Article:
Predicted disappearance of coral-reef ramparts: a direct result of major ecological disturbances

Authors


Ernest H. Williams, Jr., fax +787/899-2630/5500, e-mail lucy.biologia@darwin.upr.clu.edu

Summary

Two coral cays near La Parguera, Puerto Rico, have large, exposed coral ramparts composed almost entirely of loose pieces of elkhorn coral Acropora palmata (88% of horizontal transects, 98% of vertical transects). The total volume of elkhorn coral in the ramparts of the two cays was estimated at 3600 and 12 800 m3. The present volume of living elkhorn coral on these two reefs was estimated at 7 and 14 m3 and previous volumes at 11 000 and 34 900 m3. White-band disease was found on 8.5% of living elkhorn colonies. Lang’s boring sponge Cliona langae covered 10.8% of the total transect area, overgrowing both dead and living corals. White-band disease and coral-reef bleaching have drastically reduced the populations of elkhorn coral, thus, skeletal coral materials to replenish the plate ramparts are severely reduced, disrupting the process of forming and maintaining these coral reef ramparts. We predict that the next series of major storms striking these prominent cay ramparts will remove them. These disappearances will represent a quick, obvious and permanent consequence of global disturbances. Loss of cay ramparts will modify the environments on and around Atlantic coral reefs. Ramparts may be similarly lost from Indo-Pacific reefs. The lack of any other indisputable definitive indicators of long-term, major disturbances on coral reefs makes the distinct loss of coral-reef ramparts an important physical sign.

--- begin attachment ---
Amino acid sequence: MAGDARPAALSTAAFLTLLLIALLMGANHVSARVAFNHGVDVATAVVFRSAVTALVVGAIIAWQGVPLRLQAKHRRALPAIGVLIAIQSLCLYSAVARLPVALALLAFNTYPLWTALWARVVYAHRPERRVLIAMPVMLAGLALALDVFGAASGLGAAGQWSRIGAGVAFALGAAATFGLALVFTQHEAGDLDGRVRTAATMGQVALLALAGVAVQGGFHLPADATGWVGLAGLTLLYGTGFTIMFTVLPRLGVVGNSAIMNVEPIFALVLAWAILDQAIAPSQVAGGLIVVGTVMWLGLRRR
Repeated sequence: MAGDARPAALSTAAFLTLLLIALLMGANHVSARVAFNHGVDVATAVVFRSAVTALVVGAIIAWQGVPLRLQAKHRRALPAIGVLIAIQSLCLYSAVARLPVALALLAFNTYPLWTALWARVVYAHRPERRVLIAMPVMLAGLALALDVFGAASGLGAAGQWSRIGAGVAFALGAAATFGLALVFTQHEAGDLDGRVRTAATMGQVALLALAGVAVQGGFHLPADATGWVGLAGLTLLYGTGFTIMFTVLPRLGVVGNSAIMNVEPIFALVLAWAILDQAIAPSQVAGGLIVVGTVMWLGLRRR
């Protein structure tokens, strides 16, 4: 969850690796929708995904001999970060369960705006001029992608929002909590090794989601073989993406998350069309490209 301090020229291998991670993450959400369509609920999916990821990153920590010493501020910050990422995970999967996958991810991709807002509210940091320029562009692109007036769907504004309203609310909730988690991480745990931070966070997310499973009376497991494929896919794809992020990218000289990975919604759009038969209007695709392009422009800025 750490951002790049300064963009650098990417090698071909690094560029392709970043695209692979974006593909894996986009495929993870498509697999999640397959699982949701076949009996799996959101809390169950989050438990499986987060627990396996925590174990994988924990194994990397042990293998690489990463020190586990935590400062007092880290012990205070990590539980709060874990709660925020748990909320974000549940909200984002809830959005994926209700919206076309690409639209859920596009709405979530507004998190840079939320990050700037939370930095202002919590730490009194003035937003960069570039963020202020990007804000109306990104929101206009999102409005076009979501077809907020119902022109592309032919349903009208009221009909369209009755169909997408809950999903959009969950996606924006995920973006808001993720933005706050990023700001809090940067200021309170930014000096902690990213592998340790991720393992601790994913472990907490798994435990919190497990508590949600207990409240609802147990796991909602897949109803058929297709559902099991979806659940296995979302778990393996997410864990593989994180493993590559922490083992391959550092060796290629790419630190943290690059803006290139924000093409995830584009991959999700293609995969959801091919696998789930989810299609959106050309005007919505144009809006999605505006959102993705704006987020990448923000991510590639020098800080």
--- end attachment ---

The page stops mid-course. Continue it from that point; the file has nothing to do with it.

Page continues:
Ancillary